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China committed to expanding markets
Updated: 2005-10-18 20:21

China is committed to opening its financial markets to foreign competition, but will do so at its own pace, the country's top securities regulator said Tuesday.

"We will further open and expand our markets according to our own conditions," Shang Fulin, chairman of the China Securities Regulatory Commission, told a conference organized by the U.S. Securities Industries Association. "We have to be cautious and keep stability."

The comments followed the conclusion Monday of China-U.S. talks on a wide range of economic issues between the two countries, including China's massive trade surplus and its tightly controlled currency, the yuan.

At those talks, the U.S. side offered sweeping suggestions for financial reforms aimed at improving investment opportunities and the use of scarce capital in China.
The idea, U.S. Treasury Secretary John Snow said, is to make China more stable and encourage consumer spending that might help boost China's imports of American-made products and trim the trade imbalance, which hit a record $162 billion last year.

"We're trying to broaden the dialogue," said Snow. "Too much attention in the U.S.-China relationship has been on foreign exchange," he said, adding that Washington still wants Beijing to move faster in allowing the yuan's value to be set by the market.

In July, Beijing revalued its currency, cut its peg to the dollar and allowed it to trade in a very narrow range against a basket of other major currencies.

Snow noted that improvements in the financial markets and other sectors would help reduce poverty and boost economic growth.

He pointed to the hotel industry, one of the few service-oriented businesses in China -- at least at the highest levels -- that is nearly fully foreign managed, as an example of the benefits of open markets.

"The best way to jump start the level of financial performance is to take advantage of best practices all over the world," Snow said, speaking at the same conference as Shang.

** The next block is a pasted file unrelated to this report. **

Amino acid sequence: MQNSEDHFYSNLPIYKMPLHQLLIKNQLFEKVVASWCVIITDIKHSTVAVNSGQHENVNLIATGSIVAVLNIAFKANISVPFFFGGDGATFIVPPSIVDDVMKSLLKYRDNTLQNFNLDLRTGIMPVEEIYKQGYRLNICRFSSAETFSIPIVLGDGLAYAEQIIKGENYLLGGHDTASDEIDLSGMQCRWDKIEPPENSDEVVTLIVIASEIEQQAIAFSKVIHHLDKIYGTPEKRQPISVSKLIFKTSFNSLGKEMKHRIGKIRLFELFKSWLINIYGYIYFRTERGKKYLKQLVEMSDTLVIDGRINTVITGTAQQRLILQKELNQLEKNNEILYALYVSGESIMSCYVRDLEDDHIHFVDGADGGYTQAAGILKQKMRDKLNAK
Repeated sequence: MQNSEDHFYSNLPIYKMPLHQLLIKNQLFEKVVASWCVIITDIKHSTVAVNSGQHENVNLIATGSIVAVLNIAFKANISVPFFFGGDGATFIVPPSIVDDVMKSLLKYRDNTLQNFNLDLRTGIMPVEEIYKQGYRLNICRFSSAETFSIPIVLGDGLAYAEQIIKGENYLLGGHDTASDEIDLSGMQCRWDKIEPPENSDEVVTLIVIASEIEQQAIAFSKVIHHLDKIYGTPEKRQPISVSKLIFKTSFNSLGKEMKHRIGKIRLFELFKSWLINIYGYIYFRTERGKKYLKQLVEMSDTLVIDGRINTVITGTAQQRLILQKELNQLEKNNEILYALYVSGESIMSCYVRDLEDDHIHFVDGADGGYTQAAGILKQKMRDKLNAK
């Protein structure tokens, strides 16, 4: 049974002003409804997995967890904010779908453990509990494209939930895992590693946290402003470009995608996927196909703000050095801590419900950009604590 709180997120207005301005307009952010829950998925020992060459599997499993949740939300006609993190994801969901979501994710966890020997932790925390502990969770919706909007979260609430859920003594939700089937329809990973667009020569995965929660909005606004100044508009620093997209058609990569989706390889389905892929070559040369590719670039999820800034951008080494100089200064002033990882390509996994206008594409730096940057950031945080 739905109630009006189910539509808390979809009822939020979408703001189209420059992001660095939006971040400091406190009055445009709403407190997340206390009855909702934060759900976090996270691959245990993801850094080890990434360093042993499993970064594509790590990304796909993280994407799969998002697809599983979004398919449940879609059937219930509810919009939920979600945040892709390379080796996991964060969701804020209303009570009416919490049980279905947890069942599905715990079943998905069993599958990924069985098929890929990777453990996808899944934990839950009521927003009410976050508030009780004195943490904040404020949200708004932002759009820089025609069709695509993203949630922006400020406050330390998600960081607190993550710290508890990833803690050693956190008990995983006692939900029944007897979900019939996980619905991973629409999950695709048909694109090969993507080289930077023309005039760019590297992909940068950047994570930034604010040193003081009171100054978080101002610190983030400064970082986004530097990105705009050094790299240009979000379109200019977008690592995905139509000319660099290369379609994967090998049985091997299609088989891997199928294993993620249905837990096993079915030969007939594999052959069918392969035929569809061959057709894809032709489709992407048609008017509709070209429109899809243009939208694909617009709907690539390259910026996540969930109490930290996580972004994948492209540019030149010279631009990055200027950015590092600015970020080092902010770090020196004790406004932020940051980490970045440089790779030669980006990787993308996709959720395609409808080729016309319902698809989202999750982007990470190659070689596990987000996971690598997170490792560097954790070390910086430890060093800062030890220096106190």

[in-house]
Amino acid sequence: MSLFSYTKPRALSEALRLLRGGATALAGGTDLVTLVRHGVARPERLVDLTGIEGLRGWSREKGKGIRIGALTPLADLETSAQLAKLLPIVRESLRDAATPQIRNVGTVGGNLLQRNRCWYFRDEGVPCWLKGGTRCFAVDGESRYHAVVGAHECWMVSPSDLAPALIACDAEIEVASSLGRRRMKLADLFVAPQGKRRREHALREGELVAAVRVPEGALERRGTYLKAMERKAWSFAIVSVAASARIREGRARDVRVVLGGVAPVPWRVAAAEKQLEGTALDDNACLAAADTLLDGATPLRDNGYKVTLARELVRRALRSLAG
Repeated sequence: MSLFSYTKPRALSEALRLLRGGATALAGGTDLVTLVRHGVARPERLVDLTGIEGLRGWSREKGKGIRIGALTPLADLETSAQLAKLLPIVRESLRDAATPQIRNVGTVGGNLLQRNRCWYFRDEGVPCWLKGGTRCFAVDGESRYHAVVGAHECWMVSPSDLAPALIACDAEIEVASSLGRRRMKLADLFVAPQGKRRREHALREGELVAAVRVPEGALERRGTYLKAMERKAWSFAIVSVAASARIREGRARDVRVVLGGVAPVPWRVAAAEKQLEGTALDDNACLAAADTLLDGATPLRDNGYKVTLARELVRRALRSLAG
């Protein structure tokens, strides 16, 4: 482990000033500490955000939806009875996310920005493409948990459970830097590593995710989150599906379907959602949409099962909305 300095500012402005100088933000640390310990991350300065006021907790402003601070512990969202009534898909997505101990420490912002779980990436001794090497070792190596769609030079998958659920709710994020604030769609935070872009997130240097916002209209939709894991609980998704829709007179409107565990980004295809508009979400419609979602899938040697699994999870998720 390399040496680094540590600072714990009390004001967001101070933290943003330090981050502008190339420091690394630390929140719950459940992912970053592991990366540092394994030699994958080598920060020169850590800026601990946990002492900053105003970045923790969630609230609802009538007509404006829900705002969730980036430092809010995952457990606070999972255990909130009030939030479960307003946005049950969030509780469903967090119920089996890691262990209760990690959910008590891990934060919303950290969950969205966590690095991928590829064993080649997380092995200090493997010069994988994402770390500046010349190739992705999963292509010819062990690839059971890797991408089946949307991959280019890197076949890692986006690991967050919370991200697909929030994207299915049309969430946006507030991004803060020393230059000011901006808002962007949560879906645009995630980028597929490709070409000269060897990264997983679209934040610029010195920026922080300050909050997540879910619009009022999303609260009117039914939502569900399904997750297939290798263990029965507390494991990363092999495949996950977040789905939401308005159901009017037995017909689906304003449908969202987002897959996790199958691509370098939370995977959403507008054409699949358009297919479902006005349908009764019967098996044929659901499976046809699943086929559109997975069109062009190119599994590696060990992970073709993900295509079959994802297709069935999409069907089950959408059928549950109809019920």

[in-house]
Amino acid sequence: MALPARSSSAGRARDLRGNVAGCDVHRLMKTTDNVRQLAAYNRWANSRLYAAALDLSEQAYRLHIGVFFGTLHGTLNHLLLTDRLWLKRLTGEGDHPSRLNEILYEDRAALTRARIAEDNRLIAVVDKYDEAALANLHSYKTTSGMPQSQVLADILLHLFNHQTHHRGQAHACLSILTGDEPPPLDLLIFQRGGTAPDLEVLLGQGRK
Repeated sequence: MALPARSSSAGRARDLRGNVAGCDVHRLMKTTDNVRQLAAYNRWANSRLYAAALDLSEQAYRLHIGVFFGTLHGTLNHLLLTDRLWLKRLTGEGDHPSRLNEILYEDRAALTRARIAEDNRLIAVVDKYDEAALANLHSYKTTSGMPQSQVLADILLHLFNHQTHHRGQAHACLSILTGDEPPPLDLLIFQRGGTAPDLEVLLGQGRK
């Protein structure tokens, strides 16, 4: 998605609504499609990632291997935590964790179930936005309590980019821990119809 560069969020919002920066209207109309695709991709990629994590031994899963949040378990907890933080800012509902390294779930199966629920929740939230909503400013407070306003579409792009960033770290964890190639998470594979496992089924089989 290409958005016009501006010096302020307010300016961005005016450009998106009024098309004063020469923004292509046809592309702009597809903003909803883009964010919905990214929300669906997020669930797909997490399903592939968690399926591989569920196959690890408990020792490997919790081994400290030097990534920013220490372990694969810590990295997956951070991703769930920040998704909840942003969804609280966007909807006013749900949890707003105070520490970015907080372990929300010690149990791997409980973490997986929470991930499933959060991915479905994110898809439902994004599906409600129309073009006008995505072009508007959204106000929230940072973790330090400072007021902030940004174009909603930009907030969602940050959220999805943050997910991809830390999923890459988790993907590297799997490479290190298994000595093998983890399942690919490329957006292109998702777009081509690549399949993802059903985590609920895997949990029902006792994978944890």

Snow noted that while China's economy is among one of the world's largest, its securities markets are ranked "only 17th or 18th."

"One would expect to have a stronger equity market to match the size of the economy," he said.

Virtually all China's financial markets "are underdeveloped today relative to the potential they have," he said.

"Every really successful economy ... has highly developed vehicles for hedging risk, has highly developed vehicles for moving savings to investment," he said.

Shang pointed to progress in opening the market, noting moves to let a limited number of foreign financial institutions invest in yuan-denominated A shares and some yuan-denominated bonds through the qualified foreign institutional investor scheme introduced in late 2002.

"We have to learn from our friends, learn from best practices in international markets," he said.

At the same time, China will guard against unfettered foreign competition while seeking equal access to markets overseas.

"We should enjoy the protection deserved by developing countries and be cautious in opening up our financial markets," Shang said. "Developing countries face a lot of risks and unfair treatment."

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